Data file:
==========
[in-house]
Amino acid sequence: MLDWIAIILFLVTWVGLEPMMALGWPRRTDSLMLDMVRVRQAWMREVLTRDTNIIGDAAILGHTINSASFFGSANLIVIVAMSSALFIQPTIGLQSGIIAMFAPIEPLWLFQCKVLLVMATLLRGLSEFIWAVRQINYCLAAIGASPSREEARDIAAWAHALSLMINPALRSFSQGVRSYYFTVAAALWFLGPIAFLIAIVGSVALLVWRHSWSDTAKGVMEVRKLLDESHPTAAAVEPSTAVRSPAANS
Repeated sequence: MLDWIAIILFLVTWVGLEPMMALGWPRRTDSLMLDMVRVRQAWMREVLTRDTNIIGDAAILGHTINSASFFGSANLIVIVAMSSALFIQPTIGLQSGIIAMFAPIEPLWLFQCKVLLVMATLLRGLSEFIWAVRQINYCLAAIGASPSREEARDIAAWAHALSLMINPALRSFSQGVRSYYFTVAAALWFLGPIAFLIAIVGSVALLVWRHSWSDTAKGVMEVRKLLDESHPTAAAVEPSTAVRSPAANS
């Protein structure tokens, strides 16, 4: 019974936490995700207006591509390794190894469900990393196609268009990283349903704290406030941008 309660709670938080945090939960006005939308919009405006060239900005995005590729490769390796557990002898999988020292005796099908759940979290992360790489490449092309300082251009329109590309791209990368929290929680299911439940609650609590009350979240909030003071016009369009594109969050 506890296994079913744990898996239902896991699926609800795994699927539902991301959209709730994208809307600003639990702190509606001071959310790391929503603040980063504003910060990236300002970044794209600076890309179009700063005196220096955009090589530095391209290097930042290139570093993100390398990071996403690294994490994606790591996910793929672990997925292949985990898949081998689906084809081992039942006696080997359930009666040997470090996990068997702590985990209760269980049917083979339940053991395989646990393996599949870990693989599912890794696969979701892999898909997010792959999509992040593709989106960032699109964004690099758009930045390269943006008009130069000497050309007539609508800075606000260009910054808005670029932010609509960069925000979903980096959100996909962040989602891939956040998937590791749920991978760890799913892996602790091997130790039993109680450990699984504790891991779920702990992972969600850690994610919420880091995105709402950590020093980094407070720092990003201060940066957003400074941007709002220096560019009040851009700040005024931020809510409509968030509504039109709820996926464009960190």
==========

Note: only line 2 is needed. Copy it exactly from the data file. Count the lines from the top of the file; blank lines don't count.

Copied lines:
Amino acid sequence: MLDWIAIILFLVTWVGLEPMMALGWPRRTDSLMLDMVRVRQAWMREVLTRDTNIIGDAAILGHTINSASFFGSANLIVIVAMSSALFIQPTIGLQSGIIAMFAPIEPLWLFQCKVLLVMATLLRGLSEFIWAVRQINYCLAAIGASPSREEARDIAAWAHALSLMINPALRSFSQGVRSYYFTVAAALWFLGPIAFLIAIVGSVALLVWRHSWSDTAKGVMEVRKLLDESHPTAAAVEPSTAVRSPAANS